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The Union’s home uniform is a modern classic, apart from a garish sponsor logo that looks pasted on instead of integrated with the rest of the jersey. This year’s new primary kit features a lighter gold down the middle, an understated snakeskin pattern (taken from the serpent in the club logo) and the departure of the pinstripes used in 2014-15. It’s as classy and distinctive a set as you’ll find. If only Bimbo could cooperate. Meanwhile, we’re stuck with the regrettable, lazy away kit for one more season.
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Portland’s "Rose City Red" away uniforms continue to darken, but the overall theme is maintained with the champions’ striking new secondary set. The mostly-black jersey (there's more red on the back) features hoops in shades of red complete with a subtle thorn motif. Red socks add a bit of contrast that would be lost if they were black. The green-and-white home kit is the same as last year’s except for a revised sponsor logo. For Timbers fans, of course, the best part is the new gold star above the crest.
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Real Salt Lake
After six years in all-red, RSL at long last is returning to something resembling its unique, championship-winning look. After claiming the 2009 MLS title in red/claret jerseys (with blue/cobalt sleeves), blue shorts and blue socks, RSL inexplicably opted to become one of several mono-red teams. Bad uniforms and a trio of lost finals followed. If there was a kit curse, consider it reversed with the new home set, which features sublimated pinstripes on a sharp red jersey and a return to the cobalt shorts. RSL is RSL again. Let’s hope some variation of “victory gold” replaces the all-white secondary kit in 2017.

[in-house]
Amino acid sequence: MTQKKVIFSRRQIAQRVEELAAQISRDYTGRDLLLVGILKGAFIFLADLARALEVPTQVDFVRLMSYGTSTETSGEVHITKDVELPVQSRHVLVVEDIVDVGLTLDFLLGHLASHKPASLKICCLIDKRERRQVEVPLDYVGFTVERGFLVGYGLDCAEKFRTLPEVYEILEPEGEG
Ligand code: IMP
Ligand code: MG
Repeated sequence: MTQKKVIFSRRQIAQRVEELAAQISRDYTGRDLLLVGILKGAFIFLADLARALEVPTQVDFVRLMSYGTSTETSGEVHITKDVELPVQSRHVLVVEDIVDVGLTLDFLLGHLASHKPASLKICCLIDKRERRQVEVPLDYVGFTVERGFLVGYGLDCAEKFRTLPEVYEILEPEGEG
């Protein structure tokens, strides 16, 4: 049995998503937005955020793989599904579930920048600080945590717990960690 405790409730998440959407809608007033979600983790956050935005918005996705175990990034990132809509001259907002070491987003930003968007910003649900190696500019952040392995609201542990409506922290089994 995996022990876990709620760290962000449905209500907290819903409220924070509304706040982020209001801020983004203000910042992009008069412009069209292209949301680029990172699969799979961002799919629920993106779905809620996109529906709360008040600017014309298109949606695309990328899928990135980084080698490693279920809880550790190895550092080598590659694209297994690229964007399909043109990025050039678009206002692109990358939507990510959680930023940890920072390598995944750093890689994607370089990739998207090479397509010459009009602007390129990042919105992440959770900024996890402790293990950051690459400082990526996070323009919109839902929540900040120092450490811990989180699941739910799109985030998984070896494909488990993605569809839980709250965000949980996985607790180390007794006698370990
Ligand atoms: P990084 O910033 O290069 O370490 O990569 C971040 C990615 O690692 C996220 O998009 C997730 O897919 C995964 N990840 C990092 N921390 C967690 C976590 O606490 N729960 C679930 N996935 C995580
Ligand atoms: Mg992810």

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San Jose Earthquakes
San Jose’s 2014 brand refresh now feels finished with the introduction of a much-improved away set that actually features some red, which connects the modern-day Quakes to their 1970s and ‘80s predecessors. The red stripe, sleeves and socks create a unique, balanced look that ties the club’s crest, primary and secondary kits together. There's also a tiny scorpion inside the neck paying tribute to the branding fiasco that was the San Jose Clash. The sharp blue-and-black home uniform carries over from last season with the addition of the Sutter Health logo. The Earthquakes were the last holdout—for the first time, every MLS team has a jersey sponsor.
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Seattle Sounders FC